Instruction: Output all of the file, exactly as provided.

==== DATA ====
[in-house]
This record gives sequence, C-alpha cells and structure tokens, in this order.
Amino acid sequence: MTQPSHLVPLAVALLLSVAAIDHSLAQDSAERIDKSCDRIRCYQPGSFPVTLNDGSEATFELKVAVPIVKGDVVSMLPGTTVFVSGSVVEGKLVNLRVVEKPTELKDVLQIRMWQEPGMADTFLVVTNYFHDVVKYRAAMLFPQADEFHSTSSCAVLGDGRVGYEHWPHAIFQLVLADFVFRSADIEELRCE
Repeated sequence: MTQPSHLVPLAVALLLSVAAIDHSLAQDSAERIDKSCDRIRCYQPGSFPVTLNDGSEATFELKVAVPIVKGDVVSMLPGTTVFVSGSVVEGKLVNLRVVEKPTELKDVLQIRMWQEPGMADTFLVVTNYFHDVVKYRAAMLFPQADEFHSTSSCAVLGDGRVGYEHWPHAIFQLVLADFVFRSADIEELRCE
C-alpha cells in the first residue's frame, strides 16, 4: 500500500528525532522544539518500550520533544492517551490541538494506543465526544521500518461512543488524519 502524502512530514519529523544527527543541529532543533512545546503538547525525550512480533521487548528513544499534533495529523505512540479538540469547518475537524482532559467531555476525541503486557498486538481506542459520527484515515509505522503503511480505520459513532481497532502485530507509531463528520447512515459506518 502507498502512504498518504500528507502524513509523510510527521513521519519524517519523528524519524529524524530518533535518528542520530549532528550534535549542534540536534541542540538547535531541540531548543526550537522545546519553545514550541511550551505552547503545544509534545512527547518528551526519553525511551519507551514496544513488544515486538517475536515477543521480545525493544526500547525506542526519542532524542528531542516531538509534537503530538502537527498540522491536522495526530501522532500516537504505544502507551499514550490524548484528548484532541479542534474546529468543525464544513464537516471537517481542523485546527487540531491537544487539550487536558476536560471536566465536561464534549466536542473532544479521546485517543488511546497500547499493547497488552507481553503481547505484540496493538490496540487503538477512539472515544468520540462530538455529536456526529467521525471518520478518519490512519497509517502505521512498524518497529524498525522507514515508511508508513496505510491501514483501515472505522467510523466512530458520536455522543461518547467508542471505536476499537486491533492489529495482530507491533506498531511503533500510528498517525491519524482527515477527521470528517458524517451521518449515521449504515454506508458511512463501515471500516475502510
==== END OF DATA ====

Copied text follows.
[in-house]
This record gives sequence, C-alpha cells and structure tokens, in this order.
Amino acid sequence: MTQPSHLVPLAVALLLSVAAIDHSLAQDSAERIDKSCDRIRCYQPGSFPVTLNDGSEATFELKVAVPIVKGDVVSMLPGTTVFVSGSVVEGKLVNLRVVEKPTELKDVLQIRMWQEPGMADTFLVVTNYFHDVVKYRAAMLFPQADEFHSTSSCAVLGDGRVGYEHWPHAIFQLVLADFVFRSADIEELRCE
Repeated sequence: MTQPSHLVPLAVALLLSVAAIDHSLAQDSAERIDKSCDRIRCYQPGSFPVTLNDGSEATFELKVAVPIVKGDVVSMLPGTTVFVSGSVVEGKLVNLRVVEKPTELKDVLQIRMWQEPGMADTFLVVTNYFHDVVKYRAAMLFPQADEFHSTSSCAVLGDGRVGYEHWPHAIFQLVLADFVFRSADIEELRCE
C-alpha cells in the first residue's frame, strides 16, 4: 500500500528525532522544539518500550520533544492517551490541538494506543465526544521500518461512543488524519 502524502512530514519529523544527527543541529532543533512545546503538547525525550512480533521487548528513544499534533495529523505512540479538540469547518475537524482532559467531555476525541503486557498486538481506542459520527484515515509505522503503511480505520459513532481497532502485530507509531463528520447512515459506518 502507498502512504498518504500528507502524513509523510510527521513521519519524517519523528524519524529524524530518533535518528542520530549532528550534535549542534540536534541542540538547535531541540531548543526550537522545546519553545514550541511550551505552547503545544509534545512527547518528551526519553525511551519507551514496544513488544515486538517475536515477543521480545525493544526500547525506542526519542532524542528531542516531538509534537503530538502537527498540522491536522495526530501522532500516537504505544502507551499514550490524548484528548484532541479542534474546529468543525464544513464537516471537517481542523485546527487540531491537544487539550487536558476536560471536566465536561464534549466536542473532544479521546485517543488511546497500547499493547497488552507481553503481547505484540496493538490496540487503538477512539472515544468520540462530538455529536456526529467521525471518520478518519490512519497509517502505521512498524518497529524498525522507514515508511508508513496505510491501514483501515472505522467510523466512530458520536455522543461518547467508542471505536476499537486491533492489529495482530507491533506498531511503533500510528498517525491519524482527515477527521470528517458524517451521518449515521449504515454506508458511512463501515471500516475502510